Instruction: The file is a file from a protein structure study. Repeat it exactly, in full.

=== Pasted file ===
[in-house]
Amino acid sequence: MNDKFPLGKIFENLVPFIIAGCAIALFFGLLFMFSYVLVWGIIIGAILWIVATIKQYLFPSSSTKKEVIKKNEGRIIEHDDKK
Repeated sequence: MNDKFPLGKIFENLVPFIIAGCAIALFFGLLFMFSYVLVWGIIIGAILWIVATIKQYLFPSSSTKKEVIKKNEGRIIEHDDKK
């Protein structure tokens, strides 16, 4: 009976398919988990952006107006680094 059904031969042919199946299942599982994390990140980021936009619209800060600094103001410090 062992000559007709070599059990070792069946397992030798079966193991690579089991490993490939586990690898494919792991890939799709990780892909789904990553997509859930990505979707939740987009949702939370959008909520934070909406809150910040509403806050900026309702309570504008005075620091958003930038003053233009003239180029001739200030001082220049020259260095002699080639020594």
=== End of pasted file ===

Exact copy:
[in-house]
Amino acid sequence: MNDKFPLGKIFENLVPFIIAGCAIALFFGLLFMFSYVLVWGIIIGAILWIVATIKQYLFPSSSTKKEVIKKNEGRIIEHDDKK
Repeated sequence: MNDKFPLGKIFENLVPFIIAGCAIALFFGLLFMFSYVLVWGIIIGAILWIVATIKQYLFPSSSTKKEVIKKNEGRIIEHDDKK
């Protein structure tokens, strides 16, 4: 009976398919988990952006107006680094 059904031969042919199946299942599982994390990140980021936009619209800060600094103001410090 062992000559007709070599059990070792069946397992030798079966193991690579089991490993490939586990690898494919792991890939799709990780892909789904990553997509859930990505979707939740987009949702939370959008909520934070909406809150910040509403806050900026309702309570504008005075620091958003930038003053233009003239180029001739200030001082220049020259260095002699080639020594």